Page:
National Grid has an informal policy not to provide utility service to the premises of persons who have not attained the age of eighteen. There is no authority in law or in the utility’s filed tariffs for withholding service on this basis.
In New York, minors of employable age are able to establish their own domicile. Contracts they make for necessaries, such as utility service, cannot be disavowed on the grounds that they lack capacity.
PULP is representing a seventeen year old who lives with her five month old child and the child’s father, who is also seventeen. She has finished her high school education, he is employed full time, and they are self supporting. National Grid refused to provide utility service needed for the apartment they have rented, and provided no notice of the factual and legal basis for the denial. National Grid advised the denied applicant that she could get utility service if it were paid by welfare, and referred her to the local department of social services, which provided no assistance.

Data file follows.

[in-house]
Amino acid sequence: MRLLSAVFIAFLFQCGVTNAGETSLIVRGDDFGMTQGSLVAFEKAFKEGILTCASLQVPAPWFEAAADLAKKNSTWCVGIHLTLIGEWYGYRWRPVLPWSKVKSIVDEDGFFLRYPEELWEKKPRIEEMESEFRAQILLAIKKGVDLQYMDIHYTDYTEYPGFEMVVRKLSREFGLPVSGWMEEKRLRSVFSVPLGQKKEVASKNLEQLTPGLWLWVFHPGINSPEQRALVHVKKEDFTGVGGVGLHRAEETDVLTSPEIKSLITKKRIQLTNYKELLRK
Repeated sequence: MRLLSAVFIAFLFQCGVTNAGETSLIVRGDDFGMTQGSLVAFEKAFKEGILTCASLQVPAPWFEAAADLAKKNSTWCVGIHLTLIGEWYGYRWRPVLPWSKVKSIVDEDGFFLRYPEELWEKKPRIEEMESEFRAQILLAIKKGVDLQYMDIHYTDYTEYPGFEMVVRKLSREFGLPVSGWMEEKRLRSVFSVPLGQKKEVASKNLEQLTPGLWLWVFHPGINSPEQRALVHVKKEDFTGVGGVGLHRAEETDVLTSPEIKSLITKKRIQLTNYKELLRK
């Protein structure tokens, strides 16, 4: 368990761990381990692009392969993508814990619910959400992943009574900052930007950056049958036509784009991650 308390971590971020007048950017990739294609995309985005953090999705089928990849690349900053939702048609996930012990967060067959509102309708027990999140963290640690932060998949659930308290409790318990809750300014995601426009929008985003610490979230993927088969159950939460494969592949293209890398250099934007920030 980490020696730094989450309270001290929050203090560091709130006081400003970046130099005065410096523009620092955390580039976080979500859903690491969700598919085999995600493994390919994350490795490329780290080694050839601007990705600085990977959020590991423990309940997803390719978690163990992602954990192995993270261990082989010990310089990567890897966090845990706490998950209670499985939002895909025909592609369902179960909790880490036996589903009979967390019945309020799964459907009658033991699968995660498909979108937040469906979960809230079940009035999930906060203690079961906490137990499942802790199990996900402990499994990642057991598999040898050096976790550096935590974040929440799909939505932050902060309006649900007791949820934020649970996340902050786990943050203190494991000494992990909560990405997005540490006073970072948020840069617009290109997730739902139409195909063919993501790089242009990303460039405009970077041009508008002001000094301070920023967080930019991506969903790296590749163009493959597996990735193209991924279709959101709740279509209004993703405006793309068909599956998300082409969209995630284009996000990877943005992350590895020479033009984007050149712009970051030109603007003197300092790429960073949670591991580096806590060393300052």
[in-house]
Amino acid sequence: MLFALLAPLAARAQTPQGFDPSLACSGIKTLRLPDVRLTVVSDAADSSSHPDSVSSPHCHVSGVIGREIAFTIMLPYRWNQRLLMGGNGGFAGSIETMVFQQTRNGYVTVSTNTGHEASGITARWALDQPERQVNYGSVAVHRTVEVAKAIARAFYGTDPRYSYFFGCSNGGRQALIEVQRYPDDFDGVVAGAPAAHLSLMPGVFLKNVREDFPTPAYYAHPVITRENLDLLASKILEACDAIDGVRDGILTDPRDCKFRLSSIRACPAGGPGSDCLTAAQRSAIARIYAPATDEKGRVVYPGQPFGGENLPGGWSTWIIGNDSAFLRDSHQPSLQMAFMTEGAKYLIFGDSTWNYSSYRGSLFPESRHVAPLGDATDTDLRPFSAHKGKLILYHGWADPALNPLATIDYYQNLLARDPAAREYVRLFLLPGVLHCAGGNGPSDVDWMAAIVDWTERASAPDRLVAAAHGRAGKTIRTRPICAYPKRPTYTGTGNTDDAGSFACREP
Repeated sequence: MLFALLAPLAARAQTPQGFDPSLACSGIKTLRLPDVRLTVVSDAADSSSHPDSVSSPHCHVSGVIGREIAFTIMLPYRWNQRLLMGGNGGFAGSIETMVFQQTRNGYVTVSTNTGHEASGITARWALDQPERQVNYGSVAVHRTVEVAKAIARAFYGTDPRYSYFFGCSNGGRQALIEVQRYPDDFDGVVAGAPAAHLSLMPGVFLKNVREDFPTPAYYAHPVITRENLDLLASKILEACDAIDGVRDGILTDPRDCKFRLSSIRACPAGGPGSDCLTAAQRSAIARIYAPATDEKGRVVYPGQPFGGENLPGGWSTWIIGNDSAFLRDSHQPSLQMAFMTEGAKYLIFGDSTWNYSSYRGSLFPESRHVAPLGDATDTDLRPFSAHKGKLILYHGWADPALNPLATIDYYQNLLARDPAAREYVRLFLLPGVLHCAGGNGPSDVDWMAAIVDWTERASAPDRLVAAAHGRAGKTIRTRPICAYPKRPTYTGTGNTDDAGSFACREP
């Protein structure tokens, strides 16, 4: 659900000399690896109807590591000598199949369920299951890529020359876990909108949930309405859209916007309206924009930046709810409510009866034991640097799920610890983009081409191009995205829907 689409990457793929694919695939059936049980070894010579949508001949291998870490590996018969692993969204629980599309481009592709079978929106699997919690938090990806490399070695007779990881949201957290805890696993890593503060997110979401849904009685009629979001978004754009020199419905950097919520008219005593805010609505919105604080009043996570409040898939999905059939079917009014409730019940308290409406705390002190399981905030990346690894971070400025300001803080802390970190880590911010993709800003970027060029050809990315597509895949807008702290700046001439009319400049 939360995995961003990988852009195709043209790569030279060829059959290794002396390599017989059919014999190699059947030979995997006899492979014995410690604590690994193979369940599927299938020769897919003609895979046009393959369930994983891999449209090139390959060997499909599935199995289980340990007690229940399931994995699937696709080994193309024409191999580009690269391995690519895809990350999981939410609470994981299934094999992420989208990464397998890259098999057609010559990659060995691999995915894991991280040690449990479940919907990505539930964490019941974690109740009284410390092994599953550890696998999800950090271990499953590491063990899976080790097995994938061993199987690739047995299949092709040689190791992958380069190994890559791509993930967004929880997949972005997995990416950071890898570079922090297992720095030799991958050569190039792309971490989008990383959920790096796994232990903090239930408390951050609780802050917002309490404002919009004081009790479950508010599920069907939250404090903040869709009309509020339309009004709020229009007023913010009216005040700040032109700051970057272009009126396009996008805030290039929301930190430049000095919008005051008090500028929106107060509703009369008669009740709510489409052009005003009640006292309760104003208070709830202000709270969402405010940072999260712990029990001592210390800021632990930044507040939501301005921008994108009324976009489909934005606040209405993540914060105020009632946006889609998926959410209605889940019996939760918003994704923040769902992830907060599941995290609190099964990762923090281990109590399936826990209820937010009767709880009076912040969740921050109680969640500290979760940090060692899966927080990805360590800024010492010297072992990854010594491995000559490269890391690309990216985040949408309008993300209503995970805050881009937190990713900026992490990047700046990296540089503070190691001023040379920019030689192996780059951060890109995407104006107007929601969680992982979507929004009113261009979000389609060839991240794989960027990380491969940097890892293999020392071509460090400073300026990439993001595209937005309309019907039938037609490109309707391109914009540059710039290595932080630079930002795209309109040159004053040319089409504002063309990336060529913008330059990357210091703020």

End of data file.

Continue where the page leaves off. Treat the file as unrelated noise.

The Public Service Commission’s Emergency Hotline designee upheld National Grid’s denial of service.
PULP has filed an appeal of the Emergency Hotline determination, and requested a ruling of the Commission. PULP argues that National Grid’s practices
- Deny service to applicants who satisfy all statutory and tariff requirements for service;
- Cause hardship to individuals of employable age who have not attained the age of majority and who require utility service at their premises;
- Are contrary to the purposes of the Home Energy Fair Practices Act (HEFPA);
- Create additional qualifications, terms and conditions for utility service not contained in HEFPA, which are to assure continuous residential service to promote and preserve the public health, welfare and the public interest;
- Create additional conditions and qualifications for service not contained in filed tariffs;
- Base the decision to provide utility service upon determinations and actions of non utility third parties — local Departments of Social Services — in violation of National Grid’s common law duty to provide utility service to the public; and
- Are unreasonable, discriminatory and prejudicial.
In the papers, PULP cites prior instances in which National Grid adopted restrictive rules that worked to deny service, which had not been publicly filed and approved by the PSC, but which had been greenlighted by agency staff. PULP requested the Public Service Commission to order an immediate reversal of the determination of the Commission’s Emergency Hotline designee, and to issue a ruling that National Grid’s policies to deny service to minors living independently are invalid.